Okay. Sit down. Take a deep breath. Then read this.
Maybe it’s just the impossibly cozy nature of the ‘hood, but for 80 years there has been no change in the resident line-up of the Hundred Acre Wood.
Guess who’s coming for honey? As part of a barrel-full of Winnie the Pooh anniversary events, Disney is working on a new animated series that will replace Christopher Robin with a "tomboyish" 6-year-old girl.
Alright. You calm? This is so wrong I just don’t even know where to begin. Well, let’s start with one factual error in the story. First Disney does have a history of messing with the Pooh characters. They introduced Gopher in the 1977 ‘The Many Adventures of Winnie-the-Pooh’ movie. They have also tweaked the personalities and look of the characters overtime, call it artistic license. However, they have never gone as far as completely replacing one of the characters just to ‘raise ratings’. If they really wanted to raise ratings, why not by the rights to Calvin from Calvin & Hobbes and switch him out with Christopher Robin.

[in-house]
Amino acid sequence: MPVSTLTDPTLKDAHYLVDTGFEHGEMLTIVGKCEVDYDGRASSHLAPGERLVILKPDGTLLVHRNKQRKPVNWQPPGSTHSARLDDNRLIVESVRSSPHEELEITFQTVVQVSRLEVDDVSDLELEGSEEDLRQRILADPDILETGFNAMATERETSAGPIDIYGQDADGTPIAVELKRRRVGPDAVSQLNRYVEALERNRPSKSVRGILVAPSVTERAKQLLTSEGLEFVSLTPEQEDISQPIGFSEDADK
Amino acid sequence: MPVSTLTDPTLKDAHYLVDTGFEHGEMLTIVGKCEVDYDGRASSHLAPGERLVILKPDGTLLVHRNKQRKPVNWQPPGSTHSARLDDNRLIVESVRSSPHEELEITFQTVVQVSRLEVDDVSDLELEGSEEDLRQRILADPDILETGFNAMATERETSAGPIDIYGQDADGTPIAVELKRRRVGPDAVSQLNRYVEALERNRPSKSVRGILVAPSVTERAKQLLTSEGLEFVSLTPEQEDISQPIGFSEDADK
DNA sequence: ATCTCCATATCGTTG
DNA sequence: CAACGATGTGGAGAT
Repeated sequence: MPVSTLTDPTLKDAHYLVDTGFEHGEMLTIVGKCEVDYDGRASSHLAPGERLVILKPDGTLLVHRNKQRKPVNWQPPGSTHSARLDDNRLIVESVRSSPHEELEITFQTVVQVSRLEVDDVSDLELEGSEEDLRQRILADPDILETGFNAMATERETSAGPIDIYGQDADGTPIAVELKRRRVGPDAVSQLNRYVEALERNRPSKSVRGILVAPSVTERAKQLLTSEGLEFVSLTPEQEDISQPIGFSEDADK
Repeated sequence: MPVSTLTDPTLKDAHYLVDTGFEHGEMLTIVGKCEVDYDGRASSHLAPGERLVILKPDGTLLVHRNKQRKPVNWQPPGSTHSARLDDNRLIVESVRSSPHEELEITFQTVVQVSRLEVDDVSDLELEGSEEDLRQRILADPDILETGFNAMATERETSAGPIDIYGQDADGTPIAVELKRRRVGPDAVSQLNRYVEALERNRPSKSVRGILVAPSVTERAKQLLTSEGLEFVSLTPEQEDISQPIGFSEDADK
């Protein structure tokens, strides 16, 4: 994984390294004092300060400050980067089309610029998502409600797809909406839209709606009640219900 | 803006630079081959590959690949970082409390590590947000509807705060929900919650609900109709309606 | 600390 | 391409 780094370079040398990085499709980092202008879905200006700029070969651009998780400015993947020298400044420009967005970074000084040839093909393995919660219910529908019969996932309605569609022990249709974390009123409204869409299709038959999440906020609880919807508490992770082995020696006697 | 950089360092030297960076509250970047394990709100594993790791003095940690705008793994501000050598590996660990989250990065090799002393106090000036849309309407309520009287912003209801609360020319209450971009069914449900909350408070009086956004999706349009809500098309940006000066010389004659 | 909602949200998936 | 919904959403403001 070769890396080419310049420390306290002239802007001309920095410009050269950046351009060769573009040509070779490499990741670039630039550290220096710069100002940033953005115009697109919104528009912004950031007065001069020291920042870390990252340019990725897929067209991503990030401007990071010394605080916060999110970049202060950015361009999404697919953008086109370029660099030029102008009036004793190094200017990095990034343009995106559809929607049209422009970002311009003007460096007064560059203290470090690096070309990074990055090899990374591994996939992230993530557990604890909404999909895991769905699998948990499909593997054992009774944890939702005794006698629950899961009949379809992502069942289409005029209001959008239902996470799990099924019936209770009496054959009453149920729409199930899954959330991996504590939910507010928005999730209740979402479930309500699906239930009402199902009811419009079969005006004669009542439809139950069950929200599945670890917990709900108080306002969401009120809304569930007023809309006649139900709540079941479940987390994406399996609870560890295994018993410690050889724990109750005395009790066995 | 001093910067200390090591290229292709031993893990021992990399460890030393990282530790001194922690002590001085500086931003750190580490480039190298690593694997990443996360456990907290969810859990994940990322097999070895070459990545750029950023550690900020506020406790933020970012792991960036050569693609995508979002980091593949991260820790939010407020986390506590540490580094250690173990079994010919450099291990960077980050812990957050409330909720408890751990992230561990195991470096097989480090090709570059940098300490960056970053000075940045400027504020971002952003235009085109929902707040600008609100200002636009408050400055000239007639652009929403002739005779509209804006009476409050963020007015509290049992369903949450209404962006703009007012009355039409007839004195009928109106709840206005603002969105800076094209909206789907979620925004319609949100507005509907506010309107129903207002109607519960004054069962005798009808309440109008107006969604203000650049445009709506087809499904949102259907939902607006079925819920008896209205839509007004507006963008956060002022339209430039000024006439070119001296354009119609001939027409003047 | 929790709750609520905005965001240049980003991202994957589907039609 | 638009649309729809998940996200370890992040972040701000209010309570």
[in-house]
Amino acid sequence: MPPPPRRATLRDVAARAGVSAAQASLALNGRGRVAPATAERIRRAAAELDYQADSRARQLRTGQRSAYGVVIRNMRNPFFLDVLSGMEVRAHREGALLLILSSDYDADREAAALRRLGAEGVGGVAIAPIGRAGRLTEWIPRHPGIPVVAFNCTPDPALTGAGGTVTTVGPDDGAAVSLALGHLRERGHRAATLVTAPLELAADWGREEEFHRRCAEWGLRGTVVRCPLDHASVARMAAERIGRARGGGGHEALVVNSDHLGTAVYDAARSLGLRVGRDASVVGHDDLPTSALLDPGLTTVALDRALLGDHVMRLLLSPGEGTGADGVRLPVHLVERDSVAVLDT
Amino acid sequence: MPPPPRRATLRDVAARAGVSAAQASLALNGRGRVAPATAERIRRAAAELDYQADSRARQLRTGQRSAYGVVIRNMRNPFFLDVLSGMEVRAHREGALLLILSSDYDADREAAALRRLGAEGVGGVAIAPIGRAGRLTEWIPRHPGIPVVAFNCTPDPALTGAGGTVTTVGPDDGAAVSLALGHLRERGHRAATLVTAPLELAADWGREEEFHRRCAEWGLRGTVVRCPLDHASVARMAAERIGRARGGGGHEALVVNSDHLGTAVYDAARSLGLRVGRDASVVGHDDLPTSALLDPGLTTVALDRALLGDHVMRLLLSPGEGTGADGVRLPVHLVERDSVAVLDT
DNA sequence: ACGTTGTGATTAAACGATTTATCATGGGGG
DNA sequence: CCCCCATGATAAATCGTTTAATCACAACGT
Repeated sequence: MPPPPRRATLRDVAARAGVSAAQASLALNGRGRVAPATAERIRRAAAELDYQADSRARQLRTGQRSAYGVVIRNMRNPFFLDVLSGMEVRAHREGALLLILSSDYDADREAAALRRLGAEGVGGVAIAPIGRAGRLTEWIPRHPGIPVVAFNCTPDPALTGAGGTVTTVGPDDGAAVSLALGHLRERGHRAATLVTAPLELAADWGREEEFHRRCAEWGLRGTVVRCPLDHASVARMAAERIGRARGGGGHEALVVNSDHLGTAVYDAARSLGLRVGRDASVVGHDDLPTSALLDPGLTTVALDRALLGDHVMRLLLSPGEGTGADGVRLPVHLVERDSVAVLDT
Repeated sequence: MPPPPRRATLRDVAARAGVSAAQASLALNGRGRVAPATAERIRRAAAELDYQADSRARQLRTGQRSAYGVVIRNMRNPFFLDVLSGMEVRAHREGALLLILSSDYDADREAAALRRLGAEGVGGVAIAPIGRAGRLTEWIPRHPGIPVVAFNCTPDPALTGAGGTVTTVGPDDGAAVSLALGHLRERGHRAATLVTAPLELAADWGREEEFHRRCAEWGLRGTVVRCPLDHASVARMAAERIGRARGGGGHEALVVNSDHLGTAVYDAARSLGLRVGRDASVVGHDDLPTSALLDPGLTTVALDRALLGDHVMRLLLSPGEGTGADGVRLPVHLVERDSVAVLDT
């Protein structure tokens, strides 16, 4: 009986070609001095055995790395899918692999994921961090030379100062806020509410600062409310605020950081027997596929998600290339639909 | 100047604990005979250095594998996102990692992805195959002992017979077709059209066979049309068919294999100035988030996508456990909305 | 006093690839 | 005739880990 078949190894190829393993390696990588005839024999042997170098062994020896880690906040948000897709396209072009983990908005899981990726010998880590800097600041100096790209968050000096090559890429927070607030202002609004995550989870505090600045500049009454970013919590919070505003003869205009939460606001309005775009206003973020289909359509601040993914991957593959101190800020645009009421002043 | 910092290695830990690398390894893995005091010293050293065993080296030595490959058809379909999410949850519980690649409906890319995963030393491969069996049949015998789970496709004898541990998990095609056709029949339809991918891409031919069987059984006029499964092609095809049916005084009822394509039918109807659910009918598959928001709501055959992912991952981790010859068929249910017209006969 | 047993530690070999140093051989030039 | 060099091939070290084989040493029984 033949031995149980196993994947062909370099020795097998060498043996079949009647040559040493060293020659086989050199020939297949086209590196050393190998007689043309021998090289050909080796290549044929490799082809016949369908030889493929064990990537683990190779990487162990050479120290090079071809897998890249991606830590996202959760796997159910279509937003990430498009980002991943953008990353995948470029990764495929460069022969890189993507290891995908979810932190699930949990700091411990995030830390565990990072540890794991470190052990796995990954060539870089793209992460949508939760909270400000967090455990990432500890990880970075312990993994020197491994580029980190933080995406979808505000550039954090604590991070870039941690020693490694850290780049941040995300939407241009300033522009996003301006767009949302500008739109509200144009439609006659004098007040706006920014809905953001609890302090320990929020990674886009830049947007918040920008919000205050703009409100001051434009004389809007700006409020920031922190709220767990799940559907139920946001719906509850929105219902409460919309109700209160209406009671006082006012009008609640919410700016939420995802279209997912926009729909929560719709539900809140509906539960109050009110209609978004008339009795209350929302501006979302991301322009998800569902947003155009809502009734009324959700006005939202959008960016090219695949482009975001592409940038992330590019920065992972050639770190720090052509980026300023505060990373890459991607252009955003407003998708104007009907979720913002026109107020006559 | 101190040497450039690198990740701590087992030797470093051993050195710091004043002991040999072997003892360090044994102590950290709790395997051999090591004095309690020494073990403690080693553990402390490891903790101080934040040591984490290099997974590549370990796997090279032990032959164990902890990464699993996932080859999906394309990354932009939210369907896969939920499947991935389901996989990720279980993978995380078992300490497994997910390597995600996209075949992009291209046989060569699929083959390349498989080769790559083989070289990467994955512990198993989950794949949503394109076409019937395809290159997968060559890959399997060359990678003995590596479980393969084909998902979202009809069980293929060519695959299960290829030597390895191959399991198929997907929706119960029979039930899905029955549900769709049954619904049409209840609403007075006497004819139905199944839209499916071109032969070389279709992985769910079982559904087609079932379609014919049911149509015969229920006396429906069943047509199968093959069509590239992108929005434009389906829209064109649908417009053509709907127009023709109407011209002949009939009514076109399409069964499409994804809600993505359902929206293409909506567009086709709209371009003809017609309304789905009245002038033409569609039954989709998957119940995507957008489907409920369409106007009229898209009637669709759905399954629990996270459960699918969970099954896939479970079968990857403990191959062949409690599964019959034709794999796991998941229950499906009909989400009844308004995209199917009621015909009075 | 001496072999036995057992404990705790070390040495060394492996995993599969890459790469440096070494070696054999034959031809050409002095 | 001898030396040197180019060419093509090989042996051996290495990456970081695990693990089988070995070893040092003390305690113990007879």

Disney over marketed Winnie-The-Pooh merchandise with his numbers surpassing Mickey Mouse’s at times. But the over exposure has done damage to the brand; Pooh themed stores in the theme parks have been shuttered or rethought, the new Pooh ride at Disneyland was mostly a dud, and the Heffalump movie (which introduced another new character, btw) has only done so-so for the company. Now they want to stretch sales at the expense of the brand. That’s never a wise thing to do.
I hope Disney re-evaluates before they clearly jump the shark with this move. Fine, introduce a new character to the 100 acre wood. The audience will eventually believe that someone else besides Christopher Robin can see his stuff animals as real. But don’t axe the young boy just because you think he won’t drive toy sales. Compliment him and respect the universe that A.A. Milne so carefully crafted. Overtime audiences will grow to accept the new character, as they have with Gopher, or the new character will fade away naturally. But don’t mess with the brand.